NERSCPowering Scientific Discovery Since 1974

Login Nodes

Login Node Quick Facts

  • When you ssh to hopper.nersc.gov, you are connecting to a "login node."
  • Login nodes are used to edit files, compile codes, and submit job scripts to the batch system to run on the  "compute nodes."
  • Hopper has 12 login nodes (this is largely transparent to users).
  • 4 quad-core AMD 2.4 GHz Opteron processers (16  cores total) on 8 of the login nodes
  • 4 8-core AMD 2.0 GHz Opteron processors (32 cores total) on 4 of the login nodes.
  • Each login node has 128 GB of memory.
  • The login nodes sit behind a load balancer.  New connections are assigned to a login node on a round robin fashion with the exception that if you've connected to Hopper recently, the load balancer will attempt to put you on the same login node as your previous connection.
  • The login nodes are external to the main Cray XE6 system so you can log in and work with data and submit jobs when the compute portion of Hopper is undergoing maintenance.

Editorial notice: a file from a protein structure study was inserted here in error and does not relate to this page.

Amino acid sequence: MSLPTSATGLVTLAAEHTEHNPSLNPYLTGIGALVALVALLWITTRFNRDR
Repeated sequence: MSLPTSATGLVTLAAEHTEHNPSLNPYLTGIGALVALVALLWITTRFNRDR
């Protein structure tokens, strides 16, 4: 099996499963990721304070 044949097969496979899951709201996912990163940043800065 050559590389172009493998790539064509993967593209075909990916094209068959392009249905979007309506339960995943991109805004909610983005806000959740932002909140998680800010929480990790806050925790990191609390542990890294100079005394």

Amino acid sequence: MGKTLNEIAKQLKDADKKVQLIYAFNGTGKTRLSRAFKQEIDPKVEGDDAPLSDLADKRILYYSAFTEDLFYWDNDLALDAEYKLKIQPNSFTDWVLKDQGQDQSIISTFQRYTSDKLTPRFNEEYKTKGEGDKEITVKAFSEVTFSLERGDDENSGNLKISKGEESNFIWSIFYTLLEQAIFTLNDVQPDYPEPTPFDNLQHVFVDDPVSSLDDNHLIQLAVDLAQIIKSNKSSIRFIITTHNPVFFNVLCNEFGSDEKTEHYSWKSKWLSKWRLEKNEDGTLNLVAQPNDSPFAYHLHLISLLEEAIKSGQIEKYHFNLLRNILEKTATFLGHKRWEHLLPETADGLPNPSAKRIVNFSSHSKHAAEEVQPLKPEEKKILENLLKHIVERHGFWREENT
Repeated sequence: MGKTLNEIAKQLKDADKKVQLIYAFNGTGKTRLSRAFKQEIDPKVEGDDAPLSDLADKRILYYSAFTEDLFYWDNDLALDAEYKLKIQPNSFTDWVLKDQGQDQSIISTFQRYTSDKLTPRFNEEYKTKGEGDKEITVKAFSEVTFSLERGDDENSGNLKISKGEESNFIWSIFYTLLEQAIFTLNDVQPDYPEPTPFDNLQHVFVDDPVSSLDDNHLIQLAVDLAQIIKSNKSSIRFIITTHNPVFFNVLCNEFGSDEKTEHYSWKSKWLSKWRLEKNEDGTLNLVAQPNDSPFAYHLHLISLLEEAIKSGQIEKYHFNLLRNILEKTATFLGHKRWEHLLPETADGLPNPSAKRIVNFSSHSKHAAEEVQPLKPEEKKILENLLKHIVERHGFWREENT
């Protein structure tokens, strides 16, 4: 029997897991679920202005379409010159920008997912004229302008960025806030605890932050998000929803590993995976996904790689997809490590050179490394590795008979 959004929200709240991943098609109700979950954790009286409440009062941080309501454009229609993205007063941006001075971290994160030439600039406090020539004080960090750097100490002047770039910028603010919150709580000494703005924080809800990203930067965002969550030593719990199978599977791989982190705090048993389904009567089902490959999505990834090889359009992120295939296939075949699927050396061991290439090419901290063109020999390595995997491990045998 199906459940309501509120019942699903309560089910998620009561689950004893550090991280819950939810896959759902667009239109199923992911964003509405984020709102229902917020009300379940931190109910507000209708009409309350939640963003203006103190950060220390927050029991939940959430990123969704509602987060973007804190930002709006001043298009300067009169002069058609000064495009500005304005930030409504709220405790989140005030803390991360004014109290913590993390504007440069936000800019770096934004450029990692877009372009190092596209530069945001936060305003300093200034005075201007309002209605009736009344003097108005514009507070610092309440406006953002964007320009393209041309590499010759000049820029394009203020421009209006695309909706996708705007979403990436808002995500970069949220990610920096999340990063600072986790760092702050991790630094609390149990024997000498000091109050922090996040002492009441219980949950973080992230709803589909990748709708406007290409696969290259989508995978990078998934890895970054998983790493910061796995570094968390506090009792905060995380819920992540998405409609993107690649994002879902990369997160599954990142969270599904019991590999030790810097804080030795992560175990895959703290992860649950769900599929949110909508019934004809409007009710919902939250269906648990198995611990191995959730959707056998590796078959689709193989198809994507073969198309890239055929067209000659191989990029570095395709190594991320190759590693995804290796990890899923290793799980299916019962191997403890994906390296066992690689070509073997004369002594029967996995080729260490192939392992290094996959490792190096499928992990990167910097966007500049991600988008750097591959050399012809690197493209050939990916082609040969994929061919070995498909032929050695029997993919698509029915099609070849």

Process Limits and Appropriate Use of Login Nodes

Hopper does not  have process limits, but please be considerate of other users and do not attempt to run compute-intensive or large-memory jobs on the login nodes.  CPU- and memory-intensive applications should be run on the compute nodes and submitted through the batch system.   The following applications can be CPU and memory intensive and are popular applications on the login nodes:

  • IDL
  • Matlab
  • NCL
  • python

Launching any of the above applications for a short time (< 1 hour) on a small dataset should not cause any problems for other users on the login nodes.  If you need to run any of these applications for an extended period of time on large datasets, please run them in the batch queues.  Cluster Compatibility Mode (CCM) on Hopper supports IDL, Matlab , and NCL.

A few other tips:

  • If you need to do large number of data transfers to archival storage with hsi or htar, please use the xfer queue to avoid stressing the login nodes.  
  • The 'watch' command should be used sparingly.  
  • Long running user applications should never be run on the login nodes.  
  • Avoid long compiles with make -j [n] where n is greater than half the number of cores on a login node 
    • You can determine the number of cores with the command
    • %hopper cat /proc/cpuinfo | grep processor

 NERSC reserves the right to kill processes on the login nodes if responsiveness is being impacted.